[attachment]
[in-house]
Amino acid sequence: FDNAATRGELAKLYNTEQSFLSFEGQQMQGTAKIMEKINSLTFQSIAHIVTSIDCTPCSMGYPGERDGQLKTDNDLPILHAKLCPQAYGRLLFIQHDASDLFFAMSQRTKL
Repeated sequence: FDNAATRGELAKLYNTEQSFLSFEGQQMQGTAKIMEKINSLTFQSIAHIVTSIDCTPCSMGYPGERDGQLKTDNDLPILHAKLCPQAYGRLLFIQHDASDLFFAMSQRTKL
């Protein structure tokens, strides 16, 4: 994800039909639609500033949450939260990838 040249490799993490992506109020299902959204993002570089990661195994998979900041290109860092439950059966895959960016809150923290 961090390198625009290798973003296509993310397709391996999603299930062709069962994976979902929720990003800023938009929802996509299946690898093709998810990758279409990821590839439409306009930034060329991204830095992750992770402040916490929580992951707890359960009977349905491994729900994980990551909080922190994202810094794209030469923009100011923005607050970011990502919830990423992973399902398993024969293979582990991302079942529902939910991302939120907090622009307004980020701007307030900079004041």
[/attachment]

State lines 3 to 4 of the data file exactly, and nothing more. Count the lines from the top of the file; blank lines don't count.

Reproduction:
Repeated sequence: FDNAATRGELAKLYNTEQSFLSFEGQQMQGTAKIMEKINSLTFQSIAHIVTSIDCTPCSMGYPGERDGQLKTDNDLPILHAKLCPQAYGRLLFIQHDASDLFFAMSQRTKL
């Protein structure tokens, strides 16, 4: 994800039909639609500033949450939260990838 040249490799993490992506109020299902959204993002570089990661195994998979900041290109860092439950059966895959960016809150923290 961090390198625009290798973003296509993310397709391996999603299930062709069962994976979902929720990003800023938009929802996509299946690898093709998810990758279409990821590839439409306009930034060329991204830095992750992770402040916490929580992951707890359960009977349905491994729900994980990551909080922190994202810094794209030469923009100011923005607050970011990502919830990423992973399902398993024969293979582990991302079942529902939910991302939120907090622009307004980020701007307030900079004041």